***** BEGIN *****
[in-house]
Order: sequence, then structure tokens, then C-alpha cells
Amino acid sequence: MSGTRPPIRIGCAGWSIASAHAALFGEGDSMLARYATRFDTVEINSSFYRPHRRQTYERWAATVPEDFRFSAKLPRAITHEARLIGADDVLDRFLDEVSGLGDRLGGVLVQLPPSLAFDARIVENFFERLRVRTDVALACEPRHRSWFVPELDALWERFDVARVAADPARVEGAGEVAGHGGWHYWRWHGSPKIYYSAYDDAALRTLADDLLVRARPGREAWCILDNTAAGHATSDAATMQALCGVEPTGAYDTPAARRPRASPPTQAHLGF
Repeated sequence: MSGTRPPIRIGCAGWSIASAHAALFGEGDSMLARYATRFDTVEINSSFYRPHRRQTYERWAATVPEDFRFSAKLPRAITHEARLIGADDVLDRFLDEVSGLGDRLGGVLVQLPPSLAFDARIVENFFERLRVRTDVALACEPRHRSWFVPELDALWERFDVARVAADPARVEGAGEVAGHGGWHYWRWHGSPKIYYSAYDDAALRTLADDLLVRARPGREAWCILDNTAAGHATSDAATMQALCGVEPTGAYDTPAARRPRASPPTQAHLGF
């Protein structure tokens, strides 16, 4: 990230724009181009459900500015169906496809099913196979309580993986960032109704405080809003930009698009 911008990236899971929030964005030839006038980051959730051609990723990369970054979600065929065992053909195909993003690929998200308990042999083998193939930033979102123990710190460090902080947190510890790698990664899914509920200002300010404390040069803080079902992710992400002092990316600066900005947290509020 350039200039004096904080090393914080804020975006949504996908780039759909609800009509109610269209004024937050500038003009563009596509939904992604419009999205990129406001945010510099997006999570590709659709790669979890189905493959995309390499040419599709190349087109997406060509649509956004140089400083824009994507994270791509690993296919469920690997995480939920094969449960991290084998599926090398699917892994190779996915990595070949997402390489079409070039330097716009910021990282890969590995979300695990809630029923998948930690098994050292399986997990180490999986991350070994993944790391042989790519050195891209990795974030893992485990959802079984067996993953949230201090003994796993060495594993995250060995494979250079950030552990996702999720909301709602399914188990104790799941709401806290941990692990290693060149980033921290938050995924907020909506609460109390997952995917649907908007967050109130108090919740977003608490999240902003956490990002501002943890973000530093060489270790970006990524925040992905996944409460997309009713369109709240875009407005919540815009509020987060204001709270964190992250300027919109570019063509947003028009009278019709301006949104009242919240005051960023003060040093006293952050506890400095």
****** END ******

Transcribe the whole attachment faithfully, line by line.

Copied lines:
[in-house]
Order: sequence, then structure tokens, then C-alpha cells
Amino acid sequence: MSGTRPPIRIGCAGWSIASAHAALFGEGDSMLARYATRFDTVEINSSFYRPHRRQTYERWAATVPEDFRFSAKLPRAITHEARLIGADDVLDRFLDEVSGLGDRLGGVLVQLPPSLAFDARIVENFFERLRVRTDVALACEPRHRSWFVPELDALWERFDVARVAADPARVEGAGEVAGHGGWHYWRWHGSPKIYYSAYDDAALRTLADDLLVRARPGREAWCILDNTAAGHATSDAATMQALCGVEPTGAYDTPAARRPRASPPTQAHLGF
Repeated sequence: MSGTRPPIRIGCAGWSIASAHAALFGEGDSMLARYATRFDTVEINSSFYRPHRRQTYERWAATVPEDFRFSAKLPRAITHEARLIGADDVLDRFLDEVSGLGDRLGGVLVQLPPSLAFDARIVENFFERLRVRTDVALACEPRHRSWFVPELDALWERFDVARVAADPARVEGAGEVAGHGGWHYWRWHGSPKIYYSAYDDAALRTLADDLLVRARPGREAWCILDNTAAGHATSDAATMQALCGVEPTGAYDTPAARRPRASPPTQAHLGF
């Protein structure tokens, strides 16, 4: 990230724009181009459900500015169906496809099913196979309580993986960032109704405080809003930009698009 911008990236899971929030964005030839006038980051959730051609990723990369970054979600065929065992053909195909993003690929998200308990042999083998193939930033979102123990710190460090902080947190510890790698990664899914509920200002300010404390040069803080079902992710992400002092990316600066900005947290509020 350039200039004096904080090393914080804020975006949504996908780039759909609800009509109610269209004024937050500038003009563009596509939904992604419009999205990129406001945010510099997006999570590709659709790669979890189905493959995309390499040419599709190349087109997406060509649509956004140089400083824009994507994270791509690993296919469920690997995480939920094969449960991290084998599926090398699917892994190779996915990595070949997402390489079409070039330097716009910021990282890969590995979300695990809630029923998948930690098994050292399986997990180490999986991350070994993944790391042989790519050195891209990795974030893992485990959802079984067996993953949230201090003994796993060495594993995250060995494979250079950030552990996702999720909301709602399914188990104790799941709401806290941990692990290693060149980033921290938050995924907020909506609460109390997952995917649907908007967050109130108090919740977003608490999240902003956490990002501002943890973000530093060489270790970006990524925040992905996944409460997309009713369109709240875009407005919540815009509020987060204001709270964190992250300027919109570019063509947003028009009278019709301006949104009242919240005051960023003060040093006293952050506890400095």